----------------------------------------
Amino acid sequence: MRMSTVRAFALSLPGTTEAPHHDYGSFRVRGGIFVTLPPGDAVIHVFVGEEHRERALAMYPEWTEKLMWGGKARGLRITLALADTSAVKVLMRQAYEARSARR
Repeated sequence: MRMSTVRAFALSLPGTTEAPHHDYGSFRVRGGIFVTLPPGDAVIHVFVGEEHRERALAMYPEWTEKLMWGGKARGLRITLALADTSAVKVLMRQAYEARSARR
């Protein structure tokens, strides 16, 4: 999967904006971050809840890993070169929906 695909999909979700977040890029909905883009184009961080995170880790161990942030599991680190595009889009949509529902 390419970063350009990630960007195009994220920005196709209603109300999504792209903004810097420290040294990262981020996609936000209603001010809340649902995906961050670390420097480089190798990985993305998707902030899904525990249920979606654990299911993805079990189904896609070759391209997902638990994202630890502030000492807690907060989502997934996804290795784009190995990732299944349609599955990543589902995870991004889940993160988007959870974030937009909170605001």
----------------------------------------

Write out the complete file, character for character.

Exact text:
Amino acid sequence: MRMSTVRAFALSLPGTTEAPHHDYGSFRVRGGIFVTLPPGDAVIHVFVGEEHRERALAMYPEWTEKLMWGGKARGLRITLALADTSAVKVLMRQAYEARSARR
Repeated sequence: MRMSTVRAFALSLPGTTEAPHHDYGSFRVRGGIFVTLPPGDAVIHVFVGEEHRERALAMYPEWTEKLMWGGKARGLRITLALADTSAVKVLMRQAYEARSARR
């Protein structure tokens, strides 16, 4: 999967904006971050809840890993070169929906 695909999909979700977040890029909905883009184009961080995170880790161990942030599991680190595009889009949509529902 390419970063350009990630960007195009994220920005196709209603109300999504792209903004810097420290040294990262981020996609936000209603001010809340649902995906961050670390420097480089190798990985993305998707902030899904525990249920979606654990299911993805079990189904896609070759391209997902638990994202630890502030000492807690907060989502997934996804290795784009190995990732299944349609599955990543589902995870991004889940993160988007959870974030937009909170605001």